Recently, Thomson Reuters listed their Top 100 Hospitals for 2011. What do they all have in common? According to this article, “they are battling the weak economy through initiatives to improve operational efficiency, cut costs and improve performance.”
Among their findings, this year’s group had higher profits, lower expenses and shorter lengths of stay then their peers.
This was how they selected their Top 100 List.
“To select the top 100 hospitals, or benchmark institutions, hospitals with at least 25 beds were scored against others within the same category: Major teaching hospitals (400 or more beds and high levels of physician education and research); teaching hospitals (200 or more beds and some physician education) and three tiers of community hospitals: large (250 or more beds), medium (100-249 beds) and small (25-99 beds). A total of 2,914 hospitals were included in this year’s study.
Hospitals in the top 100 must score well as compared with others in their size/teaching-status category, based on a composite score of the 10 measures. The top 100 hospitals also must score at least at the median level of performance on each of the 10 measures evaluated in the study.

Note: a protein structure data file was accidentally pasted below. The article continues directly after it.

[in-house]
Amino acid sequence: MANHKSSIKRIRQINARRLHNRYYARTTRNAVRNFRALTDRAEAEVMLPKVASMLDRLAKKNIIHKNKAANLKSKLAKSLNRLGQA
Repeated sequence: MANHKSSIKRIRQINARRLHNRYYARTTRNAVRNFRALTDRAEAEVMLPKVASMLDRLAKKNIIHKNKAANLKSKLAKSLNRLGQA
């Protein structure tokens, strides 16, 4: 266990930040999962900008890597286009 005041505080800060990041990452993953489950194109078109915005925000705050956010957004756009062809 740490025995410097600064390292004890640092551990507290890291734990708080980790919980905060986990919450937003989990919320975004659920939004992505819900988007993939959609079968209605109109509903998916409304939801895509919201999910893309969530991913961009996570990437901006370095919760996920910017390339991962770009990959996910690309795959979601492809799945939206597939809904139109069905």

Data for the Thomson Reuters’ analysis came from the Medicare Provider Analysis and Review data set for 2008 and 2009, Medicare cost reports for 2009, CMS’ Hospital Compare data from 2006 to 2009, and CMS’ Hospital Consumer Assessment of Healthcare Providers and Systems survey data for 2009.
Hospitals that did not indicate in Medicare claims whether patients’ clinical diagnoses were present at the time of admission were excluded from the study.”
Fifteen hospitals on this year’s list are making their first appearance.
Check out the list and let us know what you think. Are you surprised about any of the hospitals that made the list? What makes a hospital better than another one, in your opinion?